In time, after spending $10K on my personal Flat Earth shrine and multiple ‘upgrades’ here and there, I realized I wasn’t happy with the sonics. The rig excelled at timing and tuneful dynamics, but was often at times harsh, thin, dry and would occasionally strip paint off my walls. I had only a small handful of recordings that would sound decent even after careful room treatments. I was told to spend more money in the vein of Scientology to attain higher levels of audio bliss. I wanted more ‘hi-fi’ and value for my money so I bought a Benchmark DAC1 that was all the rage back then. Then after getting boned on a DIN-RCA cable job from my dealer in order to connect the DAC1 to my Naim preamp, I woke up and sold it all off in short order, but kept the DAC1. I moved on, bought some Krell, ATC, and then in time discovered DIY, Nelson Pass, a bunch of great headphone DIY designers, lots of cool headphones, and full range drivers. Fast forward to today, I don’t listen to speakers much. I still have an unfinished speaker project I’ll get around to some day, but for right now in my life, I love the simplicity of headphones.

    Tonally, the HP-1 is the most colorful sand amp I’ve heard. It makes every other sand amps sound a little dry and gray. In my rig, it sounds juicy and tasty. I like how tonal details, transients, and timbre are rendered. You can clearly hear when a note starts and stops. Like I said before, I feel like I can hear the fundamental of the note more easily. It’s cool when Dave Holland’s bass hits the same note as Robin Eubank’s trombone on the album Extended Play: Live at Birdland, and you feel like you never heard that note before, and how they sound more in tune with one another. This album is on my greatest hits and reference recordings list. I’ve listened to this amazing album countless times and like how I’m experiencing it in a different way with the HP-1.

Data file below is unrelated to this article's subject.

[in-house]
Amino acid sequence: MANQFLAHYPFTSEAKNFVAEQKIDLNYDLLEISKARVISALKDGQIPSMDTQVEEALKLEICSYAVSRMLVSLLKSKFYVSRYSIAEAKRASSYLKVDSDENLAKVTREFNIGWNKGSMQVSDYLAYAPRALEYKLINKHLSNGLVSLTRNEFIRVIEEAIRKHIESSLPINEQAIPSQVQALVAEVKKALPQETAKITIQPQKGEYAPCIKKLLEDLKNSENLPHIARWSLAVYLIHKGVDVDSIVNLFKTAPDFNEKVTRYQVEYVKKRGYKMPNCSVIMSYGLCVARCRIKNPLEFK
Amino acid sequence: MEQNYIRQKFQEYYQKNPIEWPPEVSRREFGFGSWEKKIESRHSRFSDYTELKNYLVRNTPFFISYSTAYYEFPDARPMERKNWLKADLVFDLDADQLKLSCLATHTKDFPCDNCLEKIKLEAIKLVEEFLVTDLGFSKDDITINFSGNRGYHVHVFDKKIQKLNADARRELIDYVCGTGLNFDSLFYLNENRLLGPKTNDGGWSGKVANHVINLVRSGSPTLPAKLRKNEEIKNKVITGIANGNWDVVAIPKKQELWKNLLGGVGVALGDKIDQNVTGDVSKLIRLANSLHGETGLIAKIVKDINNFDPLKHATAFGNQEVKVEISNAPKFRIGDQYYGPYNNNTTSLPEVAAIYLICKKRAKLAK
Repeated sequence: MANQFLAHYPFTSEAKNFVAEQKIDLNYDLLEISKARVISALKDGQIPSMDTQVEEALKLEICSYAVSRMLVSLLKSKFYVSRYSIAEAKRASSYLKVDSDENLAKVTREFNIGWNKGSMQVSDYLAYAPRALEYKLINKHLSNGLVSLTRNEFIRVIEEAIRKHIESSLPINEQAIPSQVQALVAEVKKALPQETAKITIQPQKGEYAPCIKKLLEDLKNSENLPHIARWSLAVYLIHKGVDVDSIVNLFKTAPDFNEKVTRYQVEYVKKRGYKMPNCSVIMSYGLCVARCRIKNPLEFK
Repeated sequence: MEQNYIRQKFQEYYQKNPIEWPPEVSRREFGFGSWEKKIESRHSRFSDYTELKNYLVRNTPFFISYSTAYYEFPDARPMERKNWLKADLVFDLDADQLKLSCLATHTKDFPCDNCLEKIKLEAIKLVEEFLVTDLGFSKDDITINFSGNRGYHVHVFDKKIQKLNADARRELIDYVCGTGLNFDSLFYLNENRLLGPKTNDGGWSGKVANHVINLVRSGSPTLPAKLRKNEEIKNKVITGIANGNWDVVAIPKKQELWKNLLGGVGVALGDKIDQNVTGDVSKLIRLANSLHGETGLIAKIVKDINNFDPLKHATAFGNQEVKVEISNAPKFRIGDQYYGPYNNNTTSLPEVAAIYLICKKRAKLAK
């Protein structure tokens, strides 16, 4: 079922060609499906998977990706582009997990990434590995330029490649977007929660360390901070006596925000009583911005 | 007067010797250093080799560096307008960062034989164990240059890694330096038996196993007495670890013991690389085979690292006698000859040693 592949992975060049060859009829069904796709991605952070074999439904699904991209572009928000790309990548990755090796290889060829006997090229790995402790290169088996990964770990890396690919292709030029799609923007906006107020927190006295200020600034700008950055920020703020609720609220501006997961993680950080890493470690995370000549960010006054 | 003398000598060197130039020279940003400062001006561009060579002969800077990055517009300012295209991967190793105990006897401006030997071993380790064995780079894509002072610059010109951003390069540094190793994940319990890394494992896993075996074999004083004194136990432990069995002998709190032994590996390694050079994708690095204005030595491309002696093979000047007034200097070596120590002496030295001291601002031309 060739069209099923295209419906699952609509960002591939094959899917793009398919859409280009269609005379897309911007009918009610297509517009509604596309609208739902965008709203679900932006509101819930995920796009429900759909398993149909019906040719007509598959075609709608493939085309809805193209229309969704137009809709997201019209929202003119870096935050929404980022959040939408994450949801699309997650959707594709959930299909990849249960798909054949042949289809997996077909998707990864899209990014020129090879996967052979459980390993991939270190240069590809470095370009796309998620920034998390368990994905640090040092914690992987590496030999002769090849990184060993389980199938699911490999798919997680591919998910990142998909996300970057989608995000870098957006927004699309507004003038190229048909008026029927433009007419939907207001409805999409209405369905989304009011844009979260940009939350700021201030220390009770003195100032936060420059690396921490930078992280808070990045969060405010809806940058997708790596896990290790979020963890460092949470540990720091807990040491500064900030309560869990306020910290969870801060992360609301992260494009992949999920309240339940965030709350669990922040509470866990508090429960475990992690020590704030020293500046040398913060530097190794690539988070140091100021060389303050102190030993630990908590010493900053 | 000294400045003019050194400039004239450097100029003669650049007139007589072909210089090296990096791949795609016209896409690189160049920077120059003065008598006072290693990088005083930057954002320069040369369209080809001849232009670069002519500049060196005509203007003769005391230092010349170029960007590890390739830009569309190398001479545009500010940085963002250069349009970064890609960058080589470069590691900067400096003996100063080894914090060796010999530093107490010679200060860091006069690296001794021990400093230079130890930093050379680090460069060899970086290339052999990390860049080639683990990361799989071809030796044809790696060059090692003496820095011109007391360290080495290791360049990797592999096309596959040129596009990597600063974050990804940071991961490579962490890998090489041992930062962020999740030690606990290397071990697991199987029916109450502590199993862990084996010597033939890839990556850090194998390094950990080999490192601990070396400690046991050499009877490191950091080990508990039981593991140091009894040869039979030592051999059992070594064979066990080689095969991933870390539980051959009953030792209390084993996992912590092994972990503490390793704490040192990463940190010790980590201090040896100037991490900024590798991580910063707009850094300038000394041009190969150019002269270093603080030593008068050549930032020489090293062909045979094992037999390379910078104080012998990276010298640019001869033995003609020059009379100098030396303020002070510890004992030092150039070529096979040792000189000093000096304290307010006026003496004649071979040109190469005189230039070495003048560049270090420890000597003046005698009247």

Dynamically, the HP-1 propels the music forward in a very muscular way. It times and captures the emotional musical interplay between members of a band like a champ. Guitar riffs sound more ‘riffy’ because I hear a greater difference between sound levels and impact of each plucked note. A tasty subtle drumming style like Jim Hodder sounds more tasty.

    Let’s talk about what the HP-1 doesn't do well: soundstage. Voices and instruments don’t have the height and depth that the B22/M3 and Klone can do. These amps are better able to transport you to a live venue. It’s a compact more L to R soundstage. While it has great sound localization, it doesn’t have a big, airy presentation. This isn't the least bit bothersome for myself. If you want the audible illusion of Katy Perry walking towards you to give you a lap dance, look elsewhere.

    Also, I guess the HP-1 could come across as fatiguing and unrelenting, not in a frequency related trouble with trebles kind of way, but rather someone may prefer a relaxing musical presentation. You might find your downtempo electronica like Kruder & Dorfmeister sounding a bit more uptempo. It was impossible for me to do anything other than listen to music when listening with the HP-1. I had to switch it up to the Klone when I started typing this review yesterday. If you prefer a more relaxed presentation, you might find the HP-1 unnatural, and likening the presentation as tasting like MSG. I wouldn’t agree, but then I again I’m probably rocking on a different porch.

    With DIY, you may have variability in sound sigs between two different amplifiers of the same design. I hear differences in pots and attenuators. I wish I didn’t. Spending $250 on the 47-step GoldPoint attenuator in my Klone hurt me. I prefer GoldPoint attenuators or TKD pots. I have no plans on changing the stock pot in my HP-1 build though. Also, the bias of the output devices can alter the sound a little as well. Take everything below with a huge pile of sand.

    I love my B22 and M3 to bits. Each are a little different from one another, and depending on which opamp you use in the M3. These pair great with my modded AKG K7xx series. I think both could be considered on the warm side of neutral – a higher bias on the output MOSFETs can add a bit more. The B22 is the perfect amp with the AKGs if I just want to sit back, chillax, and have the music flow over you. In addition to monkeying around with the bias, with the M3 you can change up the sonics by rolling opamps. Everyone who ever asked me to build a B22, I would recommend the M3 first due to it’s sonic flexibility if they didn’t need the V swing of the B22. No one ever took my recommendation.